Significant controversy surrounds selection of antibiotics for endophthalmitis prophylaxis. Richard K. Forster, MD, explains why he believes fourth-generation fluoroquinolones should not replace older antibiotics.
Miami-Older topical antibiotics, such as gentamicin and polymyxin B-trimethoprim, remain viable choices for prophylaxis of postoperative endophthalmitis, said Richard K. Forster, MD.
Dr. Forster's statement was based on his analysis of the issues, considering the objectives for using topical antibiotic prophylaxis, the etiology of these infections, current data on in vitro antibiotic susceptibility, and medication cost.
"My opinion may be at odds with others'. However, it considers that gentamicin and polymyxin B-trimethoprim are much more effective than the newer fourth-generation fluoroquinolones against the organisms causing about 80% of cases of infectious endophthalmitis, namely coagulase-negative staphylococci and methicillin-sensitive and methicillin-resistant Staphylococcus aureus, and are less expensive as well," Dr. Forster explained. He is the Richard K. Forster Chair in Corneal and External Ocular Diseases, Bascom Palmer Eye Institute, Miller School of Medicine, University of Miami.
Next, Dr. Forster identified the most common causes of postoperative endophthalmitis by considering data from the 1993 report of the Endophthalmitis Vitrectomy Study (EVS) and from a second study in press from Bascom Palmer that reports on a series of eyes with endophthalmitis postcataract surgery. The EVS included more than 200 culture-proven cases of endophthalmitis, and the contemporary series included 70 eyes that had undergone phacoemulsification through a clear corneal incision. In the two reports, coagulase-negative staphylococci accounted for approximately 70% of the clinical isolates and S. aureus represented about 10%.
"In our recent data, the S. aureus isolates were about equally divided between methicillin-resistant and methicillin-sensitive strains," Dr. Forster said.
Streptococcus spp. accounted for another 10% of the endophthalmitis pathogens, and other miscellaneous organisms, including gram-negative bacteria, comprised the rest of the clinical isolates.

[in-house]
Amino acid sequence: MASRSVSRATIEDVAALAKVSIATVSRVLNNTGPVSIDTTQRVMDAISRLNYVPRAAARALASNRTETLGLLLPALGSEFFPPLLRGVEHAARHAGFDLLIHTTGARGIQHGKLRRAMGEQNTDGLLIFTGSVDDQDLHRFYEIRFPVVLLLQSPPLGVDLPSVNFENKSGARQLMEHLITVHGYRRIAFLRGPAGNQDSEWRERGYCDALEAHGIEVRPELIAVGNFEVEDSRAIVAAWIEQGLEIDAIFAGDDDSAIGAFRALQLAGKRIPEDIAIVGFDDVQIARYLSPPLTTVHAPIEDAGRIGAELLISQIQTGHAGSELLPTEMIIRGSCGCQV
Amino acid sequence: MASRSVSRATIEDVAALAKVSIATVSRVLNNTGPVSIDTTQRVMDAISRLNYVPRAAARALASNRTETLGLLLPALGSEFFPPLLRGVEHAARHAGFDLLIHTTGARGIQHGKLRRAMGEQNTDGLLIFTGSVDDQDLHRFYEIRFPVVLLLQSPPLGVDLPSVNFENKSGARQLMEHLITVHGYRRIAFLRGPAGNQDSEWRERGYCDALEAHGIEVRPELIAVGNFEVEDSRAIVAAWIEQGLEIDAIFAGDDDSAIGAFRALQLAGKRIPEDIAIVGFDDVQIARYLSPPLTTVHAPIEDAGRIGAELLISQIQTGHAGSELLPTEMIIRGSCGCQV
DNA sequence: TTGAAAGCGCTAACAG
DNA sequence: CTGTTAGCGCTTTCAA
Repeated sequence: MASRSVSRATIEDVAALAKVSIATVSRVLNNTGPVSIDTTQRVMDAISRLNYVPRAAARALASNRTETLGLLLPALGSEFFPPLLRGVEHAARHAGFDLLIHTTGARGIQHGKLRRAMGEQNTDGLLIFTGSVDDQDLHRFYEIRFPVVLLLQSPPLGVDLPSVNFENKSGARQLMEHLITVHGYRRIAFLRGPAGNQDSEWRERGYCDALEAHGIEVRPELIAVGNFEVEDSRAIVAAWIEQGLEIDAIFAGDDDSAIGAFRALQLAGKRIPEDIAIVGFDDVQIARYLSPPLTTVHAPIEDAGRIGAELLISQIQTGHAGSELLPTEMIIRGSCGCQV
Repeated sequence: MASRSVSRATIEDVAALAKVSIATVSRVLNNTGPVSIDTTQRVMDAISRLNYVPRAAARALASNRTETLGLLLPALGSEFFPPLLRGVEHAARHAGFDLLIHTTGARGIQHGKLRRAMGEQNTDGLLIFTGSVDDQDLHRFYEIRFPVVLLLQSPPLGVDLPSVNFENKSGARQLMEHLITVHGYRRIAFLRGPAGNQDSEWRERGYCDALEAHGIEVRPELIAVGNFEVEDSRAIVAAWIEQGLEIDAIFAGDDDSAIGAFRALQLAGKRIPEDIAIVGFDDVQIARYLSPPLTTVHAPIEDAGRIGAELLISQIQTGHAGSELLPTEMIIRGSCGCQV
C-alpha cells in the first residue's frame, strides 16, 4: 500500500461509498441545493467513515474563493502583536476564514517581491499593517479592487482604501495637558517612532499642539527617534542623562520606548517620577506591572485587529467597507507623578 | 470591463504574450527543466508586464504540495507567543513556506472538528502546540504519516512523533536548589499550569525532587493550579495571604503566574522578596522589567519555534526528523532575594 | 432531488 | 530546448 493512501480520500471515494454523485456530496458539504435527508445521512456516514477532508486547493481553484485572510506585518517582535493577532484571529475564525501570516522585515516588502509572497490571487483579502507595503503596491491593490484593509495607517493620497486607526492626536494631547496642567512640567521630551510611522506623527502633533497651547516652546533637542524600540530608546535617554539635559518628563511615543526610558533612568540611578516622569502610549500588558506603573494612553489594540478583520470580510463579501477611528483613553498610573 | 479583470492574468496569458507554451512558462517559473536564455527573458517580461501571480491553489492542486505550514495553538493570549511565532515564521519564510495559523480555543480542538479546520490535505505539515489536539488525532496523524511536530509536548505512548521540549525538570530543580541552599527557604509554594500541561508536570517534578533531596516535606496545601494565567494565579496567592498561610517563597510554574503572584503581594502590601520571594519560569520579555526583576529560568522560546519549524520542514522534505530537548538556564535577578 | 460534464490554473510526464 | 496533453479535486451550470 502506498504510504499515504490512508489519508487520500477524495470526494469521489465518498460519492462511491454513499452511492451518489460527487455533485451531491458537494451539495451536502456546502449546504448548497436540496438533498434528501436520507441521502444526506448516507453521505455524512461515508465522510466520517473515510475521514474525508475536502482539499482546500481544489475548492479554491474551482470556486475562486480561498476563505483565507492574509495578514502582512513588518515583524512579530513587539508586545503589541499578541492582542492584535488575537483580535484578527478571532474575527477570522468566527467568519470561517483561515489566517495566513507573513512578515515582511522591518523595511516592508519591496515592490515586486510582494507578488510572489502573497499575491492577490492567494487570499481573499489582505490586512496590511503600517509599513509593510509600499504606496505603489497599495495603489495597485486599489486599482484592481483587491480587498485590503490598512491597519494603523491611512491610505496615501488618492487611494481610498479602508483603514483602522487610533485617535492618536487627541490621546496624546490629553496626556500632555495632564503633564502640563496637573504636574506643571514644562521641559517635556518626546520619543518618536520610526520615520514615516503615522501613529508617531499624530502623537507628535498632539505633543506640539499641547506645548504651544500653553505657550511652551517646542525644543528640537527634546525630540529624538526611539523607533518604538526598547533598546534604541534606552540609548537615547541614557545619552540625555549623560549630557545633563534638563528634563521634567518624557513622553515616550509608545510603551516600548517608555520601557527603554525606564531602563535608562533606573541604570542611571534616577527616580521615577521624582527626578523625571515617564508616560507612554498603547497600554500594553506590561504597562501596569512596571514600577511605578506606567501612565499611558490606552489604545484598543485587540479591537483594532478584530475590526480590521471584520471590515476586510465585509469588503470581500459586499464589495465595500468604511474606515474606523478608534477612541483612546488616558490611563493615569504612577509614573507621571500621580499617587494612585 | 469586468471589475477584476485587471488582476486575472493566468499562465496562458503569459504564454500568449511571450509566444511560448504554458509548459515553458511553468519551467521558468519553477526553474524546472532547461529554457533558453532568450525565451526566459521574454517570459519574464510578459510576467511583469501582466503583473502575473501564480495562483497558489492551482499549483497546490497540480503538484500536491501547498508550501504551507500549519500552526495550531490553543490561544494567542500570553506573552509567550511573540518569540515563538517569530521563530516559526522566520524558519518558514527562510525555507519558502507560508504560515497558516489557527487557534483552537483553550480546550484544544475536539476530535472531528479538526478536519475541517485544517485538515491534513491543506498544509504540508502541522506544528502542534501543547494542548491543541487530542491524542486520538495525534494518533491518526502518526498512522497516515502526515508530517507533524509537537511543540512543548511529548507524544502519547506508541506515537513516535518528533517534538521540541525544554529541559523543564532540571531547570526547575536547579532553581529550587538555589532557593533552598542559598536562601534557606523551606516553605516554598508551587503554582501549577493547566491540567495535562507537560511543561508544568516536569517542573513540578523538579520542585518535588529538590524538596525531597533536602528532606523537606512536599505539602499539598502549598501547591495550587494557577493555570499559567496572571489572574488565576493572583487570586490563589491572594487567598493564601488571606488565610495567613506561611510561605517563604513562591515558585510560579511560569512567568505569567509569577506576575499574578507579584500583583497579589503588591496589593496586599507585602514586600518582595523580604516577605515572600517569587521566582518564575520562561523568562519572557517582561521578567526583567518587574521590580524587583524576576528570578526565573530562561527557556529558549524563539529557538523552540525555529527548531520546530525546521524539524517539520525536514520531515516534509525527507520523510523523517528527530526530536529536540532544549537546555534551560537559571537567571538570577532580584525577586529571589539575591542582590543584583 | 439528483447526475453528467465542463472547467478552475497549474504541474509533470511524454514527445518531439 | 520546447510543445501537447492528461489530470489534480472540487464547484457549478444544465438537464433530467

Resistant strains risk
In considering the risk of selecting out resistant strains, Dr. Forster referred to a recent paper from Deramo et al. reporting on 42 patients with acute onset endophthalmitis developing within 6 weeks of cataract surgery. In that series, almost three-fourths of patients had been treated perioperatively with one of the fourth-generation fluoroquinolones, moxifloxacin 0.5% (Vigamox, Alcon Laboratories) or gatifloxacin 0.3% (Zymar, Allergan), and more than half (57%) were using one of those medications at the time of endophthalmitis diagnosis. Coagulase-negative staphylococci was the most frequently isolated pathogen.
"In this series, the fourth-generation fluoroquinolones certainly did not prevent endophthalmitis, and that is consistent with a dramatic rise we have noted in the resistance of coagulase-negative staphylococci to these antibiotics over the past 15 years," Dr. Forster said.
He presented data from the Ocular Microbiology Laboratory, Bascom Palmer Eye Institute, to show the changing susceptibility patterns. Between 1990 and 1994, 97% of coagulase-negative staphylococci isolates were sensitive to gatifloxacin or moxifloxacin; the MIC90 values for those antibiotics were 0.19 µg/ml and 0.12 µg/ml, respectively. In contrast, for the period from 2000 to 2005, only 65.4% of coagulase-negative staphylococci isolates were sensitive to the fourth-generation fluoroquinolones. The MIC90 values for both gatifloxacin and moxifloxacin had risen to =32 µg/ml.
Susceptibility testing of 30 or more randomly selected coagulase-negative staphylococci isolates from the more recent period showed 97% were sensitive to gentamicin, 66% were sensitive to trimethoprim, 50% were sensitive to gatifloxacin, and 53% were sensitive to moxifloxacin, Dr. Forster said.
In addition, a review of the susceptibility data for S. aureus isolates showed that the older and newer antibiotics maintain potent activity against methicillin-sensitive strains. Much greater disparity exists, however, with methicillin-resistant S. aureus, for which gentamicin had efficacy against 81% of isolates and 74% were sensitive to trimethoprim, whereas gatifloxacin and moxifloxacin were effective against only 32% and 45% of isolates, respectively.
Considering other endophthalmitis pathogens, all four antibiotics were highly effective against the most common gram-negative isolates, although only the fourth-generation fluoroquinolones provide good coverage against the relevant streptococcal pathogens.
"However, Streptococcus spp. comprise only about 10% of all endophthalmitis isolates," Dr. Forster said.
He collated the information on the prevalence of the various pathogens and the antimicrobial susceptibility data to calculate the percentage of endophthalmitis cases in which the organism would be expected to be sensitive to a chosen antibiotic. The analysis showed that gentamicin would offer the highest efficacy, because it would be expected to be effective against 87% of potential endophthalmitis pathogens. Calculated efficacies for polymyxin B-trimethoprim, moxifloxacin, and gatifloxacin were 66%, 62%, and 58%, respectively.
"Gentamicin sulfate, available as a generic, is also the least expensive of these agents. Based on the average wholesale price listed in Red Book: Pharmacy's Fundamental Reference, 2007 Edition, a bottle of gentamicin sulfate costs $9.50, while generic polymyxin B-trimethoprim lists for $17.42, and the wholesale cost for both the branded fourth-generation fluoroquinolones exceeds $60," he said.